Save 35% today! code: PHOTO1835M


Stretched Canvas

Modern Lines

Contemporary White

Classical Baroque

Unframed print




Emeka! Okoro, San Antonio, TX
Member Since August 2008
Artist Statement The Oshogbo Art Movement of Nigeria influences my art.



The Oshogbo Art Movement started in the early 1960s near Oshogbo, capital of Oshun state in south-west Nigeria. Oshogbo lies along the Oshun River, eternal home of Oshun, goddess of the river and beloved wife of Sango, fourth King of the Yorubas and god of thunder and lighting. In the mid-1950s, Oshogbo was a thriving metropolis that embraced African, Christian and Muslim traditions. The most important festival was the annual rite in honor of Oshun and people of all faiths and from all over the world came to celebrate. A group of artists honed their skills creating art works in honor of Kings, Queens and the Royal Houses, and repairing traditional shrines. The pioneering artists include Asiru Olatunde (1918 - 1993, Nigeria), Rufus Ogundele (1946 - 1996, Nigeria), Adebisi Akanji (b. 1930s, Nigeria), Buraimoh Gbadamosi (b. 1936, Nigeria), Jacob Afolabi (b. 1940, Nigeria), Jimoh Buraimoh (b. 1940, Nigeria), Muraina Oyelami (b. 1940, Nigeria), Twins Seven Seven (b. 1944, Nigeria), and Adebisi Fabunmi (b. 1945, Ghana). Freely combining traditional forms with modern artistic influences, they used a variety of media and styles to create paintings, prints, textiles and sculptures. They defied narrow categorization, forging an artistic identity that gained them international fame and patronage.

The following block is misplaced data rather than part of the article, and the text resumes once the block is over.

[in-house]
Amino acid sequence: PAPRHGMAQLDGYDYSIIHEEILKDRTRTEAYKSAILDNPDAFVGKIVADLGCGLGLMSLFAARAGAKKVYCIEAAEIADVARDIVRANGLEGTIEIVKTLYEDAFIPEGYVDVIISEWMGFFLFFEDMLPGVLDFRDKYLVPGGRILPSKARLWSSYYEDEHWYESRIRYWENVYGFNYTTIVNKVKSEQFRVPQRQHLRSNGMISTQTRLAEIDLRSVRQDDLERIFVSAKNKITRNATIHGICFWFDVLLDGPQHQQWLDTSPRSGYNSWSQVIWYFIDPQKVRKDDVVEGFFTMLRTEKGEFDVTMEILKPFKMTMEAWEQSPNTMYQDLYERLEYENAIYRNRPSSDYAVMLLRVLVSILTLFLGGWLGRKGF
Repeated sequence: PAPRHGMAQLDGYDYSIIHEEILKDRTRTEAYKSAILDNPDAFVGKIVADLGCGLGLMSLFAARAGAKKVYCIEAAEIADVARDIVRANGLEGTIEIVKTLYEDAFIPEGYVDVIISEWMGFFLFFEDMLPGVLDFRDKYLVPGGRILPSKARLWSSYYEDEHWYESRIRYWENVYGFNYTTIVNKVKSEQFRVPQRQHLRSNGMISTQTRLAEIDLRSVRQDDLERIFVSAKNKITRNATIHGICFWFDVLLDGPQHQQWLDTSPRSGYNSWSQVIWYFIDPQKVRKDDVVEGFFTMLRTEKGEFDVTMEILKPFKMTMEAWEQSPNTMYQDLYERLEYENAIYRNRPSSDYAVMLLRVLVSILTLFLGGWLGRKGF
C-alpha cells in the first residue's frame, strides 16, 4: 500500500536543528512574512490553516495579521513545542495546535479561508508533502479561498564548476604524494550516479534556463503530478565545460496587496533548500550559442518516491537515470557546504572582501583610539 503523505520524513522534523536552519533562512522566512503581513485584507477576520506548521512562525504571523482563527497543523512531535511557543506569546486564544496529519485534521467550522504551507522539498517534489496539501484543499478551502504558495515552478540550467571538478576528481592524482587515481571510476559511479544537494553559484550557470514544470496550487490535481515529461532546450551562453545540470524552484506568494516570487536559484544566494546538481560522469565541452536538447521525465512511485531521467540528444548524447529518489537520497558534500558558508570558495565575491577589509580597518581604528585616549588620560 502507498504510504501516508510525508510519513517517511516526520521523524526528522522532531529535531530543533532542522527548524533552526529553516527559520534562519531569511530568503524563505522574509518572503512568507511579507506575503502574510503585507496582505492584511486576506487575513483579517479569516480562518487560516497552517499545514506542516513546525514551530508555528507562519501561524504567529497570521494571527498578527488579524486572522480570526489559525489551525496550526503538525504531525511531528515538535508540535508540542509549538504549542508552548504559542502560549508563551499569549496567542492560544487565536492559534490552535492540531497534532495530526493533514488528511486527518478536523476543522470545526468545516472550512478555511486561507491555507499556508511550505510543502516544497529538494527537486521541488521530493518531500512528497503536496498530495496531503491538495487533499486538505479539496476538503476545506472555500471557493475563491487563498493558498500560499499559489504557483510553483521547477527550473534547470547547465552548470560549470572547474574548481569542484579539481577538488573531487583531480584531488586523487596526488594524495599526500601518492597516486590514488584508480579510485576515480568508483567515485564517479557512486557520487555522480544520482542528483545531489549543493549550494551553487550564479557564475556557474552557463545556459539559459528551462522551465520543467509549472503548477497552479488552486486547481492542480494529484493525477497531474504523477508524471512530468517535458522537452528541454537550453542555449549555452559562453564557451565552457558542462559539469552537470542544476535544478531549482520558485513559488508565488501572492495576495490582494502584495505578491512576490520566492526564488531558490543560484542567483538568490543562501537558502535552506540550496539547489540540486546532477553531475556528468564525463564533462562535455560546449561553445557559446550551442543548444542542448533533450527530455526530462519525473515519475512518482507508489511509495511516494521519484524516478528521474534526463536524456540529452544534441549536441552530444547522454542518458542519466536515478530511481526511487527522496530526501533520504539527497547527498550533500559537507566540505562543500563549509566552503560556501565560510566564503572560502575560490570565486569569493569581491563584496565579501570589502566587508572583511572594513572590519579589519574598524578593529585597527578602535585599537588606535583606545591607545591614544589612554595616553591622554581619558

“I paint because it's my passion. I live with the duality of my talents across both worlds of Finance and Art, and although I often feel like an artist masquerading as a banker or investment professional, my creativity has certainly fostered my career.



My name is Chukwuemeka - Chukwu means ‘The Almighty’; and Emeka means ‘Thank You’. Hence, in gratitude to The Almighty for all that he has given me, I give thanks with gusto - EMEKA!”

Comments

Product No 4007180
Subjects
Style
Medium
Tags Emeka!, Okoro